Arrogance has become ignorance. Ignorance to the philosophy of Louis van Gaal. Ignorance to the constant press briefings handed out by Ed Woodward in hope of saving face on various failed transfers, of distracting attention from ten consecutive league games at home without a goal in the first half. Ignorance to the fact that trying to bluff over the failure to bring Pep Guardiola to the red half of Manchester on two occasions with claims that United were not interested are worse than failure, is there no sense among the board that world football’s best coach is not approached when available. Ignorance to huge issues within the academy, and ignorance to the fact that Manchester United may have to wait another twenty-six years to the win the Premier League if things do not change soon.
It is not van Gaal, despite common belief that it would be when he first arrived, that has left the academy behind. It is the Glazers and Woodward. Van Gaal’s limited good work has come through the use of youngsters like Cameron Borthwick-Jackson, Paddy McNair, Jesse Lingard and co.
He has not paid enough attention to the academy, granted. My knowledge is that some of the most senior figures within the United academy could be handing in their notice soon enough if things do not improve. First team coaches have attended five games at youth level this season, and daily reports from youth coaches are glanced over, and nothing more, but certainly sometimes less.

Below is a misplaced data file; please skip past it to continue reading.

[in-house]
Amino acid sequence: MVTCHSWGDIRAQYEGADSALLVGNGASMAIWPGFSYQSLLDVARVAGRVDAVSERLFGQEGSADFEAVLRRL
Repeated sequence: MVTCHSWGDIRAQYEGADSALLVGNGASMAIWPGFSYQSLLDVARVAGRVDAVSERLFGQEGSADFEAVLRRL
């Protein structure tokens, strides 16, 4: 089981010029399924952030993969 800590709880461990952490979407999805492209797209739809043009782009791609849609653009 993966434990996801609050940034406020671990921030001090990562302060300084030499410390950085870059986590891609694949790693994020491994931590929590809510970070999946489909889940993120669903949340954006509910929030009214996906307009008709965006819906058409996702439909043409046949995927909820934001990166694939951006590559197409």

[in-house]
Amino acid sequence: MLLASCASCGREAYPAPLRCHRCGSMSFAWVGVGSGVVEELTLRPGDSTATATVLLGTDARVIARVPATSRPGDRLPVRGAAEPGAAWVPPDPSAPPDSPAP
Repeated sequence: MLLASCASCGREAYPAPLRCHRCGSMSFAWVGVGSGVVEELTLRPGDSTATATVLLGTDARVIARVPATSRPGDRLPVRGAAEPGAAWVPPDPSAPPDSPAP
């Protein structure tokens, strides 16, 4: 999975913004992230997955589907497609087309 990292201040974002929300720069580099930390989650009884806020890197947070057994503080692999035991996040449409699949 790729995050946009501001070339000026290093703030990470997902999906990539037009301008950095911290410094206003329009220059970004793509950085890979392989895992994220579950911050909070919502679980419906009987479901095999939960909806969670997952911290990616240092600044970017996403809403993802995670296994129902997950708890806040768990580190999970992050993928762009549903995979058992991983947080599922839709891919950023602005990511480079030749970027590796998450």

Morale at all-time low amongst youth coaches
Manchester United are currently investing 29% of what rivals City are in the academy. Having visited the youth academy and set up at City, it can be safely said that over the next decade, there will be many more figures like Kelechi Iheanacho breaking through.
The other best academy in the country is Chelsea’s, who invest double of what United do each year. There is no focus on improving this situation, in fact, there is such a paranoia over wasted money from businessman Woodward that it currently takes three months for youth coaches’ orders of equipment to arrive at the training ground. This is Manchester United Football Club, the biggest sporting side in the world.
Morale is at an all-time low with coaches not in van Gaal’s circle at United, especially those in the youth set up who are watching their counterparts across the city benefitting from the full attention of coaches and Sheikh Mansour, the owner.
City may be cash-rich. Yet there is no hiding from the fact that United are the third richest club in the world, set to become the richest by next year. Despite £500 million in a single year coming in revenue and an 83% growth in revenue from 2012-2015, there is a lack of investment at United. The first team is barred from that statement of course, with United seemingly attempting the Galactico tactic of spending large each summer, hopefully finding a team that clicks. Yet instead of Gareth Bale, it is Marouane Fellaini who United’s Galactico is.
United fans must be scared of their team’s future. There won’t be such a thing unless there is a direction to which the club attempt to take. It is a disgrace that the biggest club in the world’s Chief Executive is keeping on a manager in an attempt to save face. Meanwhile, on the other side of town, the best manager in football is about to walk into the best infrastructure in football.